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8

Another 3 advices to add to Sardathrion's: Try not to let emotions affect you into mistaking incidents for trends (one such example from History SE was when someone described US involvement in Vietnam as being a pattern of massacres. While Mai Lai is indeed horrific, it's (given the scale) a minor blip that serves to prove the opposite trend (out of ...


8

Try to go back to primary source and archaeological evidences. Are there mass graves? What about population movement? What do statistics have to say about the population, economy, and whatnot? You can look at the documents and narratives's authors and find out inconsistencies within them or evidence of forgeries/lies -- note that lack of such is not ...


8

The answer lies in history being a discursive and inductive practice where our evidentiary materials are untrustworthy. A preponderance of the evidence, correctly interpreted, with a correct interpretation of what constitutes relevant evidence is required. This is obviously debatable. My invaluable peasant letters are your irrelevant ephemera. Proofs can't ...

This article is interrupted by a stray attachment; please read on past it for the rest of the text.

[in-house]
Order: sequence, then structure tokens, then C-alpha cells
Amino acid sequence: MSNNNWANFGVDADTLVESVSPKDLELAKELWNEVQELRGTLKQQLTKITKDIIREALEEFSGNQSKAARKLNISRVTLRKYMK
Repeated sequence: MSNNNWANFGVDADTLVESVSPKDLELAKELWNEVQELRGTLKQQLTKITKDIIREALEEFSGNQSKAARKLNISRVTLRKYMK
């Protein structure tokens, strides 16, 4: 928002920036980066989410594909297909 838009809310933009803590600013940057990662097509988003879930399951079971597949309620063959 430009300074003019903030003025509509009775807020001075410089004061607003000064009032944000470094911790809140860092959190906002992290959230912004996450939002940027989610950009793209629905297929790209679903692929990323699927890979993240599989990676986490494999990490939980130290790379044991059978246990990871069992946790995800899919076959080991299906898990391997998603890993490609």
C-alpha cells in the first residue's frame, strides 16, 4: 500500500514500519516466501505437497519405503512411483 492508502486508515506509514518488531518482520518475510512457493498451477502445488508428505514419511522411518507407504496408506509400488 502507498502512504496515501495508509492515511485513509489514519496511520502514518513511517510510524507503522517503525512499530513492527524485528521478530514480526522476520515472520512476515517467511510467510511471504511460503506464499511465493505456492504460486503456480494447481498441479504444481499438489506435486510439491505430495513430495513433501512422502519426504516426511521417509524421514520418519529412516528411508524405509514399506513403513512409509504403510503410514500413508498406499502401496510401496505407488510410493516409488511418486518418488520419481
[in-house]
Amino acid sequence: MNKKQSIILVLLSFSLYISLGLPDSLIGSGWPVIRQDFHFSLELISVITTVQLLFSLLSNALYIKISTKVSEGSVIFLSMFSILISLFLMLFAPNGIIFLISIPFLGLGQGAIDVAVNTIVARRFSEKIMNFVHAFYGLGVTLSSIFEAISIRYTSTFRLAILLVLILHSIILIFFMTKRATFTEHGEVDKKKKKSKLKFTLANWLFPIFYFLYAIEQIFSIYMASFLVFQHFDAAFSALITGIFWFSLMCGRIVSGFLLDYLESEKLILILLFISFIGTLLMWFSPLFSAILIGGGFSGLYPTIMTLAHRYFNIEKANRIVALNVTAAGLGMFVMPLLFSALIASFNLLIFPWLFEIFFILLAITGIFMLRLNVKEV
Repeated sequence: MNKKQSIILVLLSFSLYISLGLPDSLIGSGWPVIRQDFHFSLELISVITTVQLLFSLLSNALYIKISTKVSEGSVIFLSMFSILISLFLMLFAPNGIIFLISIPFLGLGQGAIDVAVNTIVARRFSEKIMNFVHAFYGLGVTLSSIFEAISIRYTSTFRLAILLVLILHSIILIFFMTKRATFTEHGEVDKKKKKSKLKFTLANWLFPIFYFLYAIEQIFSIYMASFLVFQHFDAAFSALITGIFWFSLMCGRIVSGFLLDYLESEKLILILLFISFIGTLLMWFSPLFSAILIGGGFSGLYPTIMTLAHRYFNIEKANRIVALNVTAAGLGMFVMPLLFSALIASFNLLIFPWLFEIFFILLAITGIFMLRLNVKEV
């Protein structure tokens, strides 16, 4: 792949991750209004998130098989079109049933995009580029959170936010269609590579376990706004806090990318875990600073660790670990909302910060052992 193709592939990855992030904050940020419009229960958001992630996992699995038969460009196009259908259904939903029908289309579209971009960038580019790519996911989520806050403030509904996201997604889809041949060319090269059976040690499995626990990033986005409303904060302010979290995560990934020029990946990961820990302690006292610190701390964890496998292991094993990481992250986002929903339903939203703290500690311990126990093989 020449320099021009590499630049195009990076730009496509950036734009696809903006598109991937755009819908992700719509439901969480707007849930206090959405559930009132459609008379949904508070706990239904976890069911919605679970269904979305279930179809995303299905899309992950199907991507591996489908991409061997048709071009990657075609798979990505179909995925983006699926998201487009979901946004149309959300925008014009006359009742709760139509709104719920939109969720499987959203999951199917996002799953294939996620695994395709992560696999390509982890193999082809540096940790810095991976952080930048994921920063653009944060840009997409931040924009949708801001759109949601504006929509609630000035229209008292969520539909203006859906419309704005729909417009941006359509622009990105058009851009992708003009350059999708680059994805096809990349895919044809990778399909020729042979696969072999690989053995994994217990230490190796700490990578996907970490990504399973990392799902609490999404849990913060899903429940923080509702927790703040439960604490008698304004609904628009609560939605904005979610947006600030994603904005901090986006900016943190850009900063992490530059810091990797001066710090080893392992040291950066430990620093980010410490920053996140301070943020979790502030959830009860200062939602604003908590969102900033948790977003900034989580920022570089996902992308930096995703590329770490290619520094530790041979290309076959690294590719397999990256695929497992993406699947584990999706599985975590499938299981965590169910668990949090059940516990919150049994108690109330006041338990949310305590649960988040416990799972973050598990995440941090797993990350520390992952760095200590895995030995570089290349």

3

IMO there is no number that can be specified as sufficient. Everything depends on the nature of the evidence and the sources presented: In one case, we may have only one eyewitness account from a historical actor or witness, or one archeological artifact that is accepted as valid, and that may be enough to stand as historical proof. In another case, we ...


3

You should consider looking at alternative sources that are not biased as part of your research. For example, the United Nations issues reports that provide a generally unbiased view of situations going on in different countries throughout the world. Usually their reports will provide a fairly accurate view of both sides of the events, and then it is up to ...



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